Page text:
Tag Archives: Photos

A photo tour of the 2018 Greenwood, SC hamfest

Last week, my buddy Vlado (N3CZ) informed me about a small hamfest in Greenwood, SC–I had never attended, but had heard positive comments about it.

I believe Vlado was somewhat on the fence about going, but once I expressed a strong interest in selling some gear, he did too so it quickly became a plan!

Greenwood, South Carolina, is about a 2.5 hour one-way drive from my home. Vendors were encouraged to arrive around 7:00 to set up (general public admission was at 9:00), so Vlado and I hit the road by 4:30 AM!

Notice the lack of traffic on the interstate at 4:30 AM!

We arrived as the doors opened and purchased a total of three tables to sell our gear. My goods took up most of one table and Vlado packed the other two with his gear!

By general admission time, less than half of the vendor tables were occupied, which did worry me. However, overall foot traffic wasn’t bad at all! This vendor was certainly pleased.

I sold at least 80% of the items I brought with me, no doubt due to my generous and agressive pricing scheme (i.e. nearly giving things away–!). Vlado sold some large items, too.

In the end, I didn’t purchase a single item at the hamfest. I was in selling mode, not buying mode, at this hamfest as I’ve been making an effort to downsize some of my collection and use the money to offset the costs of travel this year. With that said, I would have snagged a classic portable had one appeared.

This BC-317 is just asking to be taken home!

Mind you, I was very tempted by two BC-317 receivers being sold together for an asking price of $60, but I resisted as the whole idea of “thinning the herd” is to make room in my small radio shack.

I find that small hamfests like Greenwood actually have better vintage radio pricing than the larger ‘fests.

Greenwood Photo Gallery

Though the hamfest was modest in size, there were quite a few quality offerings among the vendors. I was very impressed with the number of transceivers–indeed, a new ham would have had a selection of affordable benchmark 90s era rigs to choose from!

Click on the thumbnails below to enlarge or comment on the photos. Most of the photos were taken prior to the doors opening but I did my best to capture price tag information if available:

Do I plan to revisit Greenwood next year? You bet!

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Photos: HRO Milwaukee Superfest 2017

Many thanks to SWLing Post contributor, Dave Zantow, who shares the following photos from Ham Radio Outlet’s “Superfest” in Milwaukee this past weekend.  Dave notes:

“Turnout was OK busy but not overcrowded. They had a “in store special” on the Icom IC-7300, few pennies under $ 1100. (after the $ 100. rebate). Saw at least 2 sold when I was around the main counter. I myself did not make any purchases.”

Thanks for the photos, Dave!

The HRO Milwaukee store appears to have an excellent selection of inventory. And an Icom IC-7300 for $1100 US?  That’s a great deal, in my opinion.

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A photo tour of the 2017 Shelby Hamfest

My Labor Day weekend was free of travel again this year, so I was able to make another pilgrimage to the Shelby (North Carolina) hamfest with my good buddy, Vlado (N3CZ).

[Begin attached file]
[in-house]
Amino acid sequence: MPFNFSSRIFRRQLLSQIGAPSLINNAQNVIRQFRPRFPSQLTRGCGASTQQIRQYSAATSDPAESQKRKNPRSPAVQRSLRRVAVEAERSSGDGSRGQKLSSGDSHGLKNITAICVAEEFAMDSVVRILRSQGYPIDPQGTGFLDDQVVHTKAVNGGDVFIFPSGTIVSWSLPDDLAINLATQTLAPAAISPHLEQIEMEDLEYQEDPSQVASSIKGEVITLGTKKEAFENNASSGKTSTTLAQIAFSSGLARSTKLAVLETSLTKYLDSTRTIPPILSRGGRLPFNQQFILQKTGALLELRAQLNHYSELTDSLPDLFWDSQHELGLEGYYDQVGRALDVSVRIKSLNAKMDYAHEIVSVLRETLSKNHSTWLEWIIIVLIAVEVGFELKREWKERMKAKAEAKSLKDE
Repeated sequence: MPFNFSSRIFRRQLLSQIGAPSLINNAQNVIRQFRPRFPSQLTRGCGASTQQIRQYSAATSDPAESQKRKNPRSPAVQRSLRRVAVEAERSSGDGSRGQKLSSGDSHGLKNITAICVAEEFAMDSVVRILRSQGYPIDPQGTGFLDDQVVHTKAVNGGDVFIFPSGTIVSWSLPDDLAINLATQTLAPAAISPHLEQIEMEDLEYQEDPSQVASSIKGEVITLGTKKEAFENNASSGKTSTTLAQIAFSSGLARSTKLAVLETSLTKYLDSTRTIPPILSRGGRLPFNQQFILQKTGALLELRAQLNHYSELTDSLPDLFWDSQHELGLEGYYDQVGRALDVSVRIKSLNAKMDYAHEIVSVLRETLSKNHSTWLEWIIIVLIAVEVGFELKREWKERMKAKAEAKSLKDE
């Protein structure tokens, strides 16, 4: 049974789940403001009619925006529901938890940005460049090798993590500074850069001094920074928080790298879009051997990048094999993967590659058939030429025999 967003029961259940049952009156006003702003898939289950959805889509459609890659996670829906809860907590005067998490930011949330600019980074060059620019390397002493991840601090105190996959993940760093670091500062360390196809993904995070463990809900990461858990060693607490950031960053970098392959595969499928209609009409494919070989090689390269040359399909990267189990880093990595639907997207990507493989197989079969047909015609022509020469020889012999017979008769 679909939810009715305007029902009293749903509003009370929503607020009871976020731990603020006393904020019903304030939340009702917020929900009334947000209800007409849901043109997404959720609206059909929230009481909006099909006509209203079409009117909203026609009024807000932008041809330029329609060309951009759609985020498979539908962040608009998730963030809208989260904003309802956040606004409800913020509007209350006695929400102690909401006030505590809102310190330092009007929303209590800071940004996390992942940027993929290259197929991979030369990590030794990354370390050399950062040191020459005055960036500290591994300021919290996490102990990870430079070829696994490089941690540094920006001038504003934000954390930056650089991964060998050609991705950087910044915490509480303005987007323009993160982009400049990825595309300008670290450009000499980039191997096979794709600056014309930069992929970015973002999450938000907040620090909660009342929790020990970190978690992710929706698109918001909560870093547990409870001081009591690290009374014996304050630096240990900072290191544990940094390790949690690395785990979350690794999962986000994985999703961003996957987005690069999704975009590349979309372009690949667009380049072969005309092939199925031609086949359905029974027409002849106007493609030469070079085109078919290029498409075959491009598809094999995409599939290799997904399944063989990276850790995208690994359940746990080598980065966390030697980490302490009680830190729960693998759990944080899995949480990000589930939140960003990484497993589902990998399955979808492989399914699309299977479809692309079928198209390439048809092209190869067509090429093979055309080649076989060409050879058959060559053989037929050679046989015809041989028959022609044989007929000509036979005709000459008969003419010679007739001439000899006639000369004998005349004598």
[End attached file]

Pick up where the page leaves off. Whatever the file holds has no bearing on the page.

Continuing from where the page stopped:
The Shelby Hamfest–referred to, locally, as “The Grand-Daddy of them All”–has long been regarded as one of the largest hamfests in the southeast US. This is the third year I’ve made a concerted effort to publish a photo tour of the event.

I sold both my Hammarlund SP-600 and Hallicrafters SX-99.

Like last year, we set up a table in the flea market to sell a few items along with other good friends from the NCDXCC. In other words, once again, I was in selling mode, not buying mode, as I need to downsize some of my collection and use the money to offset costs of review radios, and some of the conferences I’m attending this year (including the Radio Preservation Task Force Meeting in Washington DC on behalf of our Shortwave Radio Audio Archive).

Overall turnout was a little less than last year, I believe. No doubt, this was due to the possibility of rain that never materialized. By lunch time the sun was out and the foot traffic increased.

Shelby Photo Gallery

Click on the thumbnails below to enlarge or comment on the photos:

Note that if you’re viewing this post via our email newsletter, the embedded gallery (above) might not be viewable. Click here to view via web browser.

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The C. Crane Skywave SSB: A sneak peek!

Tuesday afternoon, I took a number of portable radios to the field: the Tecsun S-8800, Tecsun PL-880, Digitech AR-1780, C. Crane CC Skywave and the new C. Crane CC Skywave SSB.

Last week, I received a pilot run (pre-production) CC Skywave SSB from C. Crane to test and provide feedback. My unit, of course, is still subject to cosmetic changes and engineering tweaks.

Since this is not a final iteration of the product, I won’t comment or review performance other than to say that if you like the original CC Skywave, you should love the new CC Skywave SSB.

C. Crane has kindly given me permission to post a few preview photos.

CC Skywave SSB Photos

First thing you’ll notice is that the CC Skywave SSB is essentially identical to its predecessor in size and shape.